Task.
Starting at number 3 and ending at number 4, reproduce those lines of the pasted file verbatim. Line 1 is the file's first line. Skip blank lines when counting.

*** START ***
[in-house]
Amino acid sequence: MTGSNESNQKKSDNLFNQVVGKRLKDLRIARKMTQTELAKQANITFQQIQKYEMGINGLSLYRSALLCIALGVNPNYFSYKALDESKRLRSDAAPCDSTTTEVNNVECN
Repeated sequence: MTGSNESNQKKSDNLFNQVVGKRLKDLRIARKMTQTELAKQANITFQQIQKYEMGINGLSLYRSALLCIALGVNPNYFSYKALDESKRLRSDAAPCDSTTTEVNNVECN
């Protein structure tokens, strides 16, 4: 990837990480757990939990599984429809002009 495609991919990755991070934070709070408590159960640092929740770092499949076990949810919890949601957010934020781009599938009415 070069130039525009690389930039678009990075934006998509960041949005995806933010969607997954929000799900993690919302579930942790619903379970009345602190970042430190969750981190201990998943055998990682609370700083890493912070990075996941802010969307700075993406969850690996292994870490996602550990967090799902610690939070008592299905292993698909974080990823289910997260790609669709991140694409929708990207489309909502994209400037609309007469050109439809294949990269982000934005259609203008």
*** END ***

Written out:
Repeated sequence: MTGSNESNQKKSDNLFNQVVGKRLKDLRIARKMTQTELAKQANITFQQIQKYEMGINGLSLYRSALLCIALGVNPNYFSYKALDESKRLRSDAAPCDSTTTEVNNVECN
């Protein structure tokens, strides 16, 4: 990837990480757990939990599984429809002009 495609991919990755991070934070709070408590159960640092929740770092499949076990949810919890949601957010934020781009599938009415 070069130039525009690389930039678009990075934006998509960041949005995806933010969607997954929000799900993690919302579930942790619903379970009345602190970042430190969750981190201990998943055998990682609370700083890493912070990075996941802010969307700075993406969850690996292994870490996602550990967090799902610690939070008592299905292993698909974080990823289910997260790609669709991140694409929708990207489309909502994209400037609309007469050109439809294949990269982000934005259609203008």